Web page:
Just as it is crucial to improve our listening skills in verbal communication, businesses must improve their social listening skills.


Listening is a crucial part of communication, an area many of us are not skilled in doing effectively. Generally, when we listen, we concentrate on what we will say next, rather than hearing what the other person is saying.  Effective communication requires skilled listening.

Just as listening is necessary for verbal communication, it is equally essential for B2C businesses to engage in social listening. Companies engage more effectively with customers and better understand their expectations when they engage in social listening.

In a previous article, we spoke about the centrality of clients and the importance of delighting them to use a phrase from Jeff Bezos. Social listening is a way to demonstrate the importance we place on our clients, and genuinely listening to what they are saying about our business and acting on this, so we can find ways to delight them.

Social listening is different from considering the metrics of our social media data. Understanding the data of our business is crucial, particularly when we want to look at ROI (Return on Investment).  However, whereas social media monitoring looks at engagement rate and the number of mentions, social media listening considers the mood behind this engagement. In other words, what customers are saying rather than the number of clicks.

Social listening is how your business gathers conversations on social media from clients and customers, reviews what is said, and then uses the learnings from these conversations to improve the brand and customer's experience [1].

Just as we do not often listen effectively in face-to-face communication, many brands do not engage successfully with social listening. However, it should be part of the business's social media strategy. Companies concentrate on the content of their messaging. Sometimes they will review data to see the statistics around impact and engagement rate, but the information they could obtain from social listening is left untouched and therefore untapped in building more effective brand engagement with clients.  A 2020 survey by Socialbakers showed that only 8% of brands used social listening tools to research what clients are saying [2]. This is even though B2C companies are investing more in paid and organic advertising on Facebook and Instagram.  In the first quarter of 2021, businesses spent 60% more on Facebook and Instagram advertising than in the same period in 2020 [3].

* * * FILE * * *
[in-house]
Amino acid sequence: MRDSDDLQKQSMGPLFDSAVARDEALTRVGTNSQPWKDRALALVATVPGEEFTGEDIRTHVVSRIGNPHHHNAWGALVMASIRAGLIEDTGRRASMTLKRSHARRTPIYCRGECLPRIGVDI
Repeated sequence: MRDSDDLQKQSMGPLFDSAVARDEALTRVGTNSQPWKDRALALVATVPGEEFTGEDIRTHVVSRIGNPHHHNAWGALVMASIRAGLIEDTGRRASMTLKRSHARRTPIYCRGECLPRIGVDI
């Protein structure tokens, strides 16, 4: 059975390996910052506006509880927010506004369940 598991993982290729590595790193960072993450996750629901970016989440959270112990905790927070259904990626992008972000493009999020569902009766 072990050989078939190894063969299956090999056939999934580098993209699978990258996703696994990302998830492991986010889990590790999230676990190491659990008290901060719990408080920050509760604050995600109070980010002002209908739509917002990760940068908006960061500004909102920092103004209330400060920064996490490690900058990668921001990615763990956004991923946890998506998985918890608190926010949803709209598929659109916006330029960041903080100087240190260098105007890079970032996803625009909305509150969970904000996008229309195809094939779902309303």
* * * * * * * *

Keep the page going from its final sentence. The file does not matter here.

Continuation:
Consequently, businesses are not effectively utilising a wealth of comments and client interactions on social media to improve their interaction with them.

How can we use social listening more successfully and strategically?


It is best to start small and be clear about the goals you want to achieve from social listening. Social listening can benefit diverse areas such as:

  1. Content marketing
  2. Customer service
  3. Event management
  4. Crisis and reputation
  5. Sales enablement 
  6. Lead generation
  7. Competitive intelligence
  8. Audience research [4]

Given this range, it is best to start with one or two areas where social listening can benefit.

2. Pick your Channels

Pick two or three channels to monitor where your target clients interact most with content. A social media platform audit will assist with identifying the channels that matter most for your brand and have the most engagement. 

In identifying the channels, refer back to your buyer personas and customer profiles as this will assist in knowing whether they are heavy users of LinkedIn, Twitter, or Instagram [5].

3. Decide if you want to use tools to assist

Businesses that are serious about their social listening strategy may use tools to make it easier to manage. These tools can track keywords, topic areas, and mentions in one place that teams can access, making social listening much more efficient.

4. Remember to engage

The most important part of social listening is to engage quickly with clients and join conversations as they are happening.  Research indicates that 79% of clients expect brands to respond within a day of reaching out on social media, but the average brand response rate is lower than 25% [6]. This is a significant gap and a great opportunity for brands and businesses to respond quickly to clients.  

Providing rapid response builds clients trust and engagement with the brand and gives the business a significant competitive advantage.

Given the increase in businesses engaging with and advertising on social media, social listening is essential for a B2C content marketing strategy. Just as it is crucial to improve our listening skills in verbal communication, businesses must improve their social listening skills.